Growing tensions in the Middle East over the last two years caused a massive exodus for thousands of families who fled to European countries, one of which is Serbia.
More than 4,000 migrants settled in Serbia with plans of moving farther west. However, the Balkan border was blocked and migrant families found themselves stuck in a country they knew little about. For over a year, they waited to cross the border and meanwhile had to readjust their way of life. Intervention came in the form of a women’s community center established by the Adventist Development and Relief Agency (ADRA) in Serbia and its partner, UN Women Serbia, and later supported by UNICEF.
In November 2017, ADRA Serbia’s women’s community center was officially opened. The center vouched to help the most vulnerable population of migrants, which are women and girls, to help them improve their knowledge and skills for a better future, and help them find a sense of belonging and purpose. After time spent in a country where the language is foreign and access to education is limited, the community center was recognized as a safe haven.
Thirty-year-old, Layla, who migrated from Afghanistan to Serbia more than a year ago said she found peace at the new center, made friends and learned new things. “We did not know how to write Farsi,” she said, “now we do.”
An additional 50 women, one third of whom are minors, from Afghanistan, Iraq, and Iran, visit the community center every day learning language, English and math. Each woman works closely with a specialist who monitors her improvement. In all, there are 20 specialists, interpreters, and volunteers who offer their services. The women’s center also offers psychological and legal support.
“I have visited the ADRA center for the last 11 months because my children can play here and it’s a nice environment,” said Sotude Mirsaly, a mother who participates in the program. “I take part in the fitness class because it makes me feel energized and a lot better.”
Regardless of age, mothers like Mirsaly, are also taught unique trade skills, including sewing and baking. Young adult men who participate in the program take interest in either auto repair lessons and/or becoming a make-up artist. Recreational activities, such as piano, guitar and singing lessons are also activities held.
Transportation, in addition, is arranged by ADRA Serbia so that children can get to the community center. “Approximately 120 children are transported by van to the school and back to their residential areas,” said Igor Mitrovic, the executive director of ADRA Serbia. With the convenient services on hand for migrant families through the women’s community center, mothers and children have found it easier to cope. “Because they receive help from our teachers and staff, the children find it easier to complete their homework,” Mitrovic added.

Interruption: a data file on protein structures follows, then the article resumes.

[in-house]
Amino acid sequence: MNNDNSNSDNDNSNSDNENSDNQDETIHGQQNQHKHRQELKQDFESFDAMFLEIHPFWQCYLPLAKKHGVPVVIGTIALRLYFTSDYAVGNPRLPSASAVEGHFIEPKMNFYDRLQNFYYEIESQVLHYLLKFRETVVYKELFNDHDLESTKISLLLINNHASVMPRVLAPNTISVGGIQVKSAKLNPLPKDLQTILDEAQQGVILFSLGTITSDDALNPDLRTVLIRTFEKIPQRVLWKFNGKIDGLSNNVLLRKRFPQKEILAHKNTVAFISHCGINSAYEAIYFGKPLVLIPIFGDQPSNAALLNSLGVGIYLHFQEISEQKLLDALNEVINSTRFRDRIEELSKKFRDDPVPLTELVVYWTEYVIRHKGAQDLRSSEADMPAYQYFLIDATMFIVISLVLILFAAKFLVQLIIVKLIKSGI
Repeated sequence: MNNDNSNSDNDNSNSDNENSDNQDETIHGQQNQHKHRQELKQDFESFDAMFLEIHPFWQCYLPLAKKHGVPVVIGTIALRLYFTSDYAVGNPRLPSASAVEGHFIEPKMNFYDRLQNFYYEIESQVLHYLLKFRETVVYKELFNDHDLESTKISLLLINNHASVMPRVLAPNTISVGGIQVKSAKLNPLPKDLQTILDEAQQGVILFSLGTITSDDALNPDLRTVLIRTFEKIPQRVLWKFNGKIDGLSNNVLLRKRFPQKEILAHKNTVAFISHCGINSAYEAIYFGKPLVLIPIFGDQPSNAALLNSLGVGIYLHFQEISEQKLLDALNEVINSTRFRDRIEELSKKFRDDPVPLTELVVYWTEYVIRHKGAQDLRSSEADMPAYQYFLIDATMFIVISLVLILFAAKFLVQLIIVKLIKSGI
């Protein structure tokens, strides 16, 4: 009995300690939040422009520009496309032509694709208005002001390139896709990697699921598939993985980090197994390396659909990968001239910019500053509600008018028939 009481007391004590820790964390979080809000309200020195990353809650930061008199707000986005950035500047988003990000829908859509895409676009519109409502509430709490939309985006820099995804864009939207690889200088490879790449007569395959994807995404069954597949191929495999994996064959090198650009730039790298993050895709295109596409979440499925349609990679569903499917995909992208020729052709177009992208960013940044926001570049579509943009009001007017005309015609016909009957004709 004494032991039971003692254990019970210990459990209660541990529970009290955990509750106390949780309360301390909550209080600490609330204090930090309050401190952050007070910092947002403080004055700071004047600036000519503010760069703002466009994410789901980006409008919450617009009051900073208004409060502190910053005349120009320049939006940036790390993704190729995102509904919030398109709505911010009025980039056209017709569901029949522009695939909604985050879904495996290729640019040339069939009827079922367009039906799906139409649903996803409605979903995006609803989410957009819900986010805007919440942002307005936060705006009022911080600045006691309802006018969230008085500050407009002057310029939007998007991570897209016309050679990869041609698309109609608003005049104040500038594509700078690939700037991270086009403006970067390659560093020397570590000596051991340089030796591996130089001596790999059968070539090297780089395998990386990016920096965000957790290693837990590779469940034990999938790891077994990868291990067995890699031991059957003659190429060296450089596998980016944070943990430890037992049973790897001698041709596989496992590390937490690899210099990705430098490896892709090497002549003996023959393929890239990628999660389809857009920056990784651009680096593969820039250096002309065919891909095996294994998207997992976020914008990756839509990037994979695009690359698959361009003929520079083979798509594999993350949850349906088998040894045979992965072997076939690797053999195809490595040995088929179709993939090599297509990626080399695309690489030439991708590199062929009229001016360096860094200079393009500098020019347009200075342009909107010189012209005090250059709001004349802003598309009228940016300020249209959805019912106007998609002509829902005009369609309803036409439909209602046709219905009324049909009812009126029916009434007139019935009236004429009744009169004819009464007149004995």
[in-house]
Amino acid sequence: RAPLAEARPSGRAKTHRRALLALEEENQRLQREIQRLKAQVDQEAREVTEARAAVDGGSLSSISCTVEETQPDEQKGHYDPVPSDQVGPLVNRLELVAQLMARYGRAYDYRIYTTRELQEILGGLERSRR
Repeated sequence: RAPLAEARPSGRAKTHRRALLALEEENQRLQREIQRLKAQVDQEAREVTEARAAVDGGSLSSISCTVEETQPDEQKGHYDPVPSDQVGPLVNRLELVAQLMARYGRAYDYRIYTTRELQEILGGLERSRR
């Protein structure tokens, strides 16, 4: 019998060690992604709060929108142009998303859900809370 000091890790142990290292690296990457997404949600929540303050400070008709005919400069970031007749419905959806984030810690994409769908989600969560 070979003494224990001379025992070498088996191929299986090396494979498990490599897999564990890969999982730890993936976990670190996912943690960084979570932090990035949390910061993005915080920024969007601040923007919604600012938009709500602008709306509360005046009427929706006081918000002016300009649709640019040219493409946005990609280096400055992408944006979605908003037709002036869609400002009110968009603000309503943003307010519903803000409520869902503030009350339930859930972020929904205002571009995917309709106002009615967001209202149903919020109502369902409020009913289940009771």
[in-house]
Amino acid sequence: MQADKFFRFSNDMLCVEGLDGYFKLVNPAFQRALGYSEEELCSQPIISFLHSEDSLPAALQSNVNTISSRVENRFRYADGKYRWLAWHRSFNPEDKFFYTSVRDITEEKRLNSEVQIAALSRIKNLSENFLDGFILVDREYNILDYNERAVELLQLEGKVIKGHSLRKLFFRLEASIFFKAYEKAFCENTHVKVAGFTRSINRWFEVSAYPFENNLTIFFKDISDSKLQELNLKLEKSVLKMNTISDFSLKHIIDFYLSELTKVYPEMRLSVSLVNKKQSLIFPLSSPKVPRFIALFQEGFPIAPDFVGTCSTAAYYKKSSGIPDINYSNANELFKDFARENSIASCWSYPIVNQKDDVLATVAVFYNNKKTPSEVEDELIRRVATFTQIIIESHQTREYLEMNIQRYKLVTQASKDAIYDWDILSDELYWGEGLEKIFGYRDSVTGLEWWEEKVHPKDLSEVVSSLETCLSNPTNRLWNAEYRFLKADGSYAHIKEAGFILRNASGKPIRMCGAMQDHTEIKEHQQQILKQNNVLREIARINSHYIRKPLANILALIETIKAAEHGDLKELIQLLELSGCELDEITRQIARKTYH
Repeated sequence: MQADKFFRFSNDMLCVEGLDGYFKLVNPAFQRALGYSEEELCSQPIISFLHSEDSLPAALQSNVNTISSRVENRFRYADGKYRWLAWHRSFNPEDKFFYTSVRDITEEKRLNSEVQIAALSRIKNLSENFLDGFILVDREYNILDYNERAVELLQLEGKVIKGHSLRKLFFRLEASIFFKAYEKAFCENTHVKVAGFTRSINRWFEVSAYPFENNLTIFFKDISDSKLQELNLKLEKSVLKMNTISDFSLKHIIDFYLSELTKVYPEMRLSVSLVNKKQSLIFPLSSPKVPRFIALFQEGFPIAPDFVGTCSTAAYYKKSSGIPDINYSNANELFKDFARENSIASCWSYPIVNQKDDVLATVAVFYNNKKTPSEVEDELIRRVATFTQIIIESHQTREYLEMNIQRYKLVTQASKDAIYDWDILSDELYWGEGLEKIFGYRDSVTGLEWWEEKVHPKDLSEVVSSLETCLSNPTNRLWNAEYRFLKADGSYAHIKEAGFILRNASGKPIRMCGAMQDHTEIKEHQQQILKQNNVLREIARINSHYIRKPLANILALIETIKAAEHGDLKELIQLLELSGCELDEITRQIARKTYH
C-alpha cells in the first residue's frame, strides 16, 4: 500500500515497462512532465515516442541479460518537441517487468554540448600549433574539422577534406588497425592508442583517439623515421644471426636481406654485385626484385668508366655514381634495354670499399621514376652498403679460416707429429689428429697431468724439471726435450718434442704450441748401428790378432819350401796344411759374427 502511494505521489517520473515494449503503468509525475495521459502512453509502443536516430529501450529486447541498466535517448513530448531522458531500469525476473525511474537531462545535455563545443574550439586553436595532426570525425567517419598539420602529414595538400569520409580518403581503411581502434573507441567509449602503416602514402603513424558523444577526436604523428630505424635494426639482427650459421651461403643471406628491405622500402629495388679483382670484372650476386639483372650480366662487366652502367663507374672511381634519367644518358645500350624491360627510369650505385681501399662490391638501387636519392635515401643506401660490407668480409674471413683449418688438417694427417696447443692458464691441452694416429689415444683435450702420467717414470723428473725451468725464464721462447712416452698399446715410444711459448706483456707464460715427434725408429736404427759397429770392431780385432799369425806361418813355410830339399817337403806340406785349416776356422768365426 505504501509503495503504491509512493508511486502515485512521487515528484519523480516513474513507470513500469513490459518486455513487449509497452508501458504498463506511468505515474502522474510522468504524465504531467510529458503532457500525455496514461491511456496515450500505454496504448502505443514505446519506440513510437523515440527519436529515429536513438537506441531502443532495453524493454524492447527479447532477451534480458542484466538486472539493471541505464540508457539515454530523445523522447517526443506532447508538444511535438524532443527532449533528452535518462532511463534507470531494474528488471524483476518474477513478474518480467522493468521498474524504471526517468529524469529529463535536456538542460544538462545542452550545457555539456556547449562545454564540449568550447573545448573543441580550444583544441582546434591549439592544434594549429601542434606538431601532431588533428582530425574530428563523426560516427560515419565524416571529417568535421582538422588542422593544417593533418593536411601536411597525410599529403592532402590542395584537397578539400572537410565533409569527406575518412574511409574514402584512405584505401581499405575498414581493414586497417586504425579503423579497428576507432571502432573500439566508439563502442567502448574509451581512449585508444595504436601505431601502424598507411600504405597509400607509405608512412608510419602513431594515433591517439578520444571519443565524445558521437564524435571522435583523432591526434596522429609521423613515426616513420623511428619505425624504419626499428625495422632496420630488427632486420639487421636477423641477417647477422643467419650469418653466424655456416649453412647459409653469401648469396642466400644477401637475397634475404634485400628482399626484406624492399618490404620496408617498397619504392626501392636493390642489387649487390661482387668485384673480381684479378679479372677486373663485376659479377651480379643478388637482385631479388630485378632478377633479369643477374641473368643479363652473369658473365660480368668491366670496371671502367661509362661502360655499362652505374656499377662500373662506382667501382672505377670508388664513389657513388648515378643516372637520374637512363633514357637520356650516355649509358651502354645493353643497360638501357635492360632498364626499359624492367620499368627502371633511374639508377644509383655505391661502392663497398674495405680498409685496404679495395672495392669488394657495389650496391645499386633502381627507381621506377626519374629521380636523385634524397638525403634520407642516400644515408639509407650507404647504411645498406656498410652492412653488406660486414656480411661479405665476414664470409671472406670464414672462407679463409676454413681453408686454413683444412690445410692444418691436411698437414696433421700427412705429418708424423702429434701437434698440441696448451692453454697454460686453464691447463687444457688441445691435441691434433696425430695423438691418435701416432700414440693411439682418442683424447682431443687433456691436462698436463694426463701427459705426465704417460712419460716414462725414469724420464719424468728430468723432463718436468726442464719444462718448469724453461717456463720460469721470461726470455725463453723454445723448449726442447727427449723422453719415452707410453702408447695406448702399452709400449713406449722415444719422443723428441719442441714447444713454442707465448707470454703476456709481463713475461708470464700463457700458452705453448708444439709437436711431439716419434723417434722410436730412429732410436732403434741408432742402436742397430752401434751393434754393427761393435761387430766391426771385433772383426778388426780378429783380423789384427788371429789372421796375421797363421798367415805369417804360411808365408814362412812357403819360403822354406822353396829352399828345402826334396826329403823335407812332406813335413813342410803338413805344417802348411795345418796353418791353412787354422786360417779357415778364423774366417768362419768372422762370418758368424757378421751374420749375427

The center, though meant to create a place of safety, security, comfort and support, is also being recognized as a place of empowerment. “The focus of this center is meeting the needs of the women and children. Unfortunately, they are not aware of their rights regarding asylum, if and how it applies to them,” said Mia Kisic, ADRA’s program coordinator at the center. With respect to cases of domestic violence, Kisic shared that sometimes women are not aware that they can be moved out of those environments. Since the center’s inception, an economic empowerment program has been created, which is particularly valuable for gender-based violence survivors.
More awareness is being created to help women and children recognize their right to feel in control of their lives, and gain independence according to Mitrovic. Meanwhile, the variety of courses offered has attracted more and more migrants requesting further education or learning a trade. As a result, 50 minors have so far been trained through internships on different trade skills.
ADRA Serbia’s women’s community center continues to serve as an integral connection for locals to meet common ground with migrants, as well. This has helped foster improved relations, develop tolerance, and break free of the prejudices they may hold against those who are different. With a strong support for the migrants and community development programs like ADRA, local Serbian officials anticipate that the families will remain in Serbia for a long time.